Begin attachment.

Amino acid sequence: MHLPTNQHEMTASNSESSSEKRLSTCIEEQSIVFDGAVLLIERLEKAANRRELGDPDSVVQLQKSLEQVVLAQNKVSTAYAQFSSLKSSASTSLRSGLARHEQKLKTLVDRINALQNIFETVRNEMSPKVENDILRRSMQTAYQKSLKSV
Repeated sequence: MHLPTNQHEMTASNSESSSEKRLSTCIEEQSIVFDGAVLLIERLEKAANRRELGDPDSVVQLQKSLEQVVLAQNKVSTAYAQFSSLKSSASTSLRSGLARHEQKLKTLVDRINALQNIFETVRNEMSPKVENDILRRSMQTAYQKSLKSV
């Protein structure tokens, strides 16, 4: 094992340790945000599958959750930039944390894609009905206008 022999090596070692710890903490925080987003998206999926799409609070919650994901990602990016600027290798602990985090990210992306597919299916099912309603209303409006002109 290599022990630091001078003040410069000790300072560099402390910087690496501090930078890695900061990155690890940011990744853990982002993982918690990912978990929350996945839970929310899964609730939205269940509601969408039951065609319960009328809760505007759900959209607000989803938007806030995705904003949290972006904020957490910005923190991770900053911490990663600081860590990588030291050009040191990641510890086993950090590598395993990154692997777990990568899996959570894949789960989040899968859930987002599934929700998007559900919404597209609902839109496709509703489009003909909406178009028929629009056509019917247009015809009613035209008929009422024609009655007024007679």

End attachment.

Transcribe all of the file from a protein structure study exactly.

Amino acid sequence: MHLPTNQHEMTASNSESSSEKRLSTCIEEQSIVFDGAVLLIERLEKAANRRELGDPDSVVQLQKSLEQVVLAQNKVSTAYAQFSSLKSSASTSLRSGLARHEQKLKTLVDRINALQNIFETVRNEMSPKVENDILRRSMQTAYQKSLKSV
Repeated sequence: MHLPTNQHEMTASNSESSSEKRLSTCIEEQSIVFDGAVLLIERLEKAANRRELGDPDSVVQLQKSLEQVVLAQNKVSTAYAQFSSLKSSASTSLRSGLARHEQKLKTLVDRINALQNIFETVRNEMSPKVENDILRRSMQTAYQKSLKSV
């Protein structure tokens, strides 16, 4: 094992340790945000599958959750930039944390894609009905206008 022999090596070692710890903490925080987003998206999926799409609070919650994901990602990016600027290798602990985090990210992306597919299916099912309603209303409006002109 290599022990630091001078003040410069000790300072560099402390910087690496501090930078890695900061990155690890940011990744853990982002993982918690990912978990929350996945839970929310899964609730939205269940509601969408039951065609319960009328809760505007759900959209607000989803938007806030995705904003949290972006904020957490910005923190991770900053911490990663600081860590990588030291050009040191990641510890086993950090590598395993990154692997777990990568899996959570894949789960989040899968859930987002599934929700998007559900919404597209609902839109496709509703489009003909909406178009028929629009056509019917247009015809009613035209008929009422024609009655007024007679």